Do me a favor. Take a look at the recent calls, incoming and outgoing, on your phone. Look down over the last 10 or 15 and note what you see. Where are these people located? Are they across town, across the state, the country, the world?
Now think about your instant messages, whether on Facebook, WhatsApp, Snapchat, or any other social media application. Not just your likes and views, or your posts with no one particular in mind. But something you wrote or recorded for someone (or some few) in particular. These people you’ve reached out to: Where would I find them?
Now think about the great promise of the telephone and the Internet, combined into that thin, reflective rectangle in your purse, pocket, or hand as we speak. The magnificent promise of this thing we call a smartphone – and the Internet at large – is instantaneous communication with a wide swath of our fellow human beings from virtually anywhere on earth. The promise isn’t new to the Internet. A century ago, when chatting in person or posting a letter were the alternatives, it was the promise of the telephone to “project” yourself “into the presence” of loved ones and strangers near and far (John, Network Nation, 283).
The potential of telecommunications — this great tangle of gadgets, satellites, buried lines — is to connect us across ever greater distances. But as callers, texters, and media messengers, is it a potential we actually put into practice?
I’ve been reading through a wonderful history of the telegraph and telephone in their eras of popularization, a book published in 2010 called Network Nation. In it, author Richard John turns to Chicago as a case study of how the telephone expanded beyond the reach of business elites into the homes and hands of the average resident.
Yet while Bell Telephone Company was investing in long-distance lines, connecting New York to Chicago (1893), or closer-by, Chicago to St. Louis (1915), a survey of Bell’s own Chicago customers found that only 3 percent had any interest in calling outside of the Windy City. Indeed, the average phone call in Chicago in 1900 was just 3.4 miles. In other words, though calls from Lincoln Park could reach Manhattan by 1893, most of them went no further than the Loop.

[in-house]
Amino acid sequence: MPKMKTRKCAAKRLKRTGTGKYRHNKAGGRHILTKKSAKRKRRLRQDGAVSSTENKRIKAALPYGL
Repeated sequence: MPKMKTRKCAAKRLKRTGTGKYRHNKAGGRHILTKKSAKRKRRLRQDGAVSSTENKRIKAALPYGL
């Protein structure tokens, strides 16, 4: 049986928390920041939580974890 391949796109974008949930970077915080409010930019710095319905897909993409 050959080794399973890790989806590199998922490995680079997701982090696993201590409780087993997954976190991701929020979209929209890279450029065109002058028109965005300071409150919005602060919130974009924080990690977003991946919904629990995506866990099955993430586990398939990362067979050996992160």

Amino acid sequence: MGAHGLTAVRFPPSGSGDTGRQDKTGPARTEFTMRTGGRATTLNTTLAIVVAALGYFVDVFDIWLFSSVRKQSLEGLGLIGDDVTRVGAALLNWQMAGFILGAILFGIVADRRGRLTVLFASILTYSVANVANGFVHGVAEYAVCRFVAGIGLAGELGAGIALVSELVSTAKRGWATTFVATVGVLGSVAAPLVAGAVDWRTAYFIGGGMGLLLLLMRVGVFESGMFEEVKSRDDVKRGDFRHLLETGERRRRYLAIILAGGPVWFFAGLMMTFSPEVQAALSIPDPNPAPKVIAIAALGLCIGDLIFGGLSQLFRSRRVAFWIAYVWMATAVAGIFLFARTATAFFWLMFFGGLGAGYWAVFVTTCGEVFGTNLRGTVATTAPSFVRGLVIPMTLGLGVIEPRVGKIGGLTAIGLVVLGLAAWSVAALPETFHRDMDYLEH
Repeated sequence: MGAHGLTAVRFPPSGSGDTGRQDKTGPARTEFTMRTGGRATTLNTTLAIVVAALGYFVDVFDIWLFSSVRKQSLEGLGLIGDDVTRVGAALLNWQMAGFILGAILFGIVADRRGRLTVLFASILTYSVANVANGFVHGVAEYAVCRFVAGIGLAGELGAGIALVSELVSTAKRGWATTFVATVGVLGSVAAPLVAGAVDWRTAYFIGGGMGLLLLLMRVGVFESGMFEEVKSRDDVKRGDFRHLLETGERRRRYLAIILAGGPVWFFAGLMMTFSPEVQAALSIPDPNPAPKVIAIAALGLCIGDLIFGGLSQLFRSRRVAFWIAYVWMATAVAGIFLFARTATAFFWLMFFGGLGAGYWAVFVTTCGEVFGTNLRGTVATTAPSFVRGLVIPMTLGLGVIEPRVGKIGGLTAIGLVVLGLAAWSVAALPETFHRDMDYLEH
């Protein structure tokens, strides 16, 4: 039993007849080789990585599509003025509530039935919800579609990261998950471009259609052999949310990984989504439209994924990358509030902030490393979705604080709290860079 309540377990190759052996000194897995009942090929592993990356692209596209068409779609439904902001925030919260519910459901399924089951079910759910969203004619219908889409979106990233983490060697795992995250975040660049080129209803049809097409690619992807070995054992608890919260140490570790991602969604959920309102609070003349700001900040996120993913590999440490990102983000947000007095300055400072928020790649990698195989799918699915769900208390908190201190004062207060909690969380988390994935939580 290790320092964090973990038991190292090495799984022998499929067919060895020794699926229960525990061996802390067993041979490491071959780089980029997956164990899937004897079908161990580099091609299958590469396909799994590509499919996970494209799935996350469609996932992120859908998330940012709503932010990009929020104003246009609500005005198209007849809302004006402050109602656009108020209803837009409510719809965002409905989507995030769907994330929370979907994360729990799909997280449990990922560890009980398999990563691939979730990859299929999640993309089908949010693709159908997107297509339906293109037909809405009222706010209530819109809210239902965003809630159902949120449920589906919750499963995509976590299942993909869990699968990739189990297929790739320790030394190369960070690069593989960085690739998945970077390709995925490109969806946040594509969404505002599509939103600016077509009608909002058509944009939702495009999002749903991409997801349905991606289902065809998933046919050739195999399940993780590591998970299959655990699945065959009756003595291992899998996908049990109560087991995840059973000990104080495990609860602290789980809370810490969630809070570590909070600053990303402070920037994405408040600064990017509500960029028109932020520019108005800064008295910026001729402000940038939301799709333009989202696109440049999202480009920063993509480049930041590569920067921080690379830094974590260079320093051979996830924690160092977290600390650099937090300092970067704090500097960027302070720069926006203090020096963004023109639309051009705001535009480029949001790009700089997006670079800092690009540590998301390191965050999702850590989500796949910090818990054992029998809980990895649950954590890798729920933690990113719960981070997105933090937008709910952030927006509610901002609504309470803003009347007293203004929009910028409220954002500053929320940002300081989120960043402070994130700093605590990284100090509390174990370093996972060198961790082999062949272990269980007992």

Well, you might say, long-distance was expensive back then. And you’d be right. Let’s return to the present, the post-10-10-220 world.
Turn back to your recent communications through the gadget in your hands, on your lap, or your desktop. How may conversations have you had with – and how many messages have you delivered to – people in another city? In another state? Another region? Across the world?
If you found that you’re regularly chatting with people outside of town, of state, of the country, congratulations! You’ve realized the contemporary promise of telecommunications to alter how we make and maintain contact with fellow human beings.
But before we celebrate the advent of a new era, think back to your recent calls, texts, and social media messages. The second part of the equation is about the who, rather than the how far.
How many different people are in your recent calls? How many of your recent contacts are loved ones and close friends, and how many are just acquaintances? Is there anyone you’ve been sharing voice, text, or images with recently that you’ve never met in person? Have you spent a deal of time recently on the phone or in text with a person you barely know? Any exchanges with a Facebook friend across the world you reached out to, just to learn what life is like on the other side?
If you are like me, most of what you send out and receive by phone and Facebook stays within a small circle of people you know well. They are family, close friends, or people you work with. If you don’t see them regularly, then at one point, you did, or expect to again soon.
And here is the great irony of the potential of modern telecommunications in relation to how we practice communication. While it’s possible to spend time jabbering with a random Joe or Jane you reached out to in the tip of Alaska, or with a new acquaintance you shared a table with at a coffee shop last week, chances are, you don’t. Your cellphone address book, like your Facebook friends list, is filled with all sorts of varied contacts who might change the course of your day, of your life. And yet, you could get by with the folks on your “favorites” list. Your pen pal in Timbuktu is only a few clicks away – no postage required – and yet we tend to post on Facebook to the people we already know.
What does it mean that we use technologies of great capacity to do pretty much the same thing we always have? Is it an inability to manage the tools? A lack of imagination? Not enough time in the day?
Perhaps a bit of each.
But I would suggest that our willingness to maintain old habits in the face of new and great capacities reflects our orientation towards values and needs which are tangential to the latest technology. Those communications which reflect what we require the most – a late-night call with a loved one before bed, a photo shared with our neighbor next door, a text to a friend who still lives where we once did – are more timeless than the next iPhone upgrade, more compelling than participation in a network of a million strangers.
If that’s the case, then those strangers on Attu Island, on the shores of the Niger, or at the cafe on the corner, will have to wait and wonder while we call our buddies and grandkids back a fourth time today. Or, if they are like us, they’ll be too busy doing the same thing to give us any mind.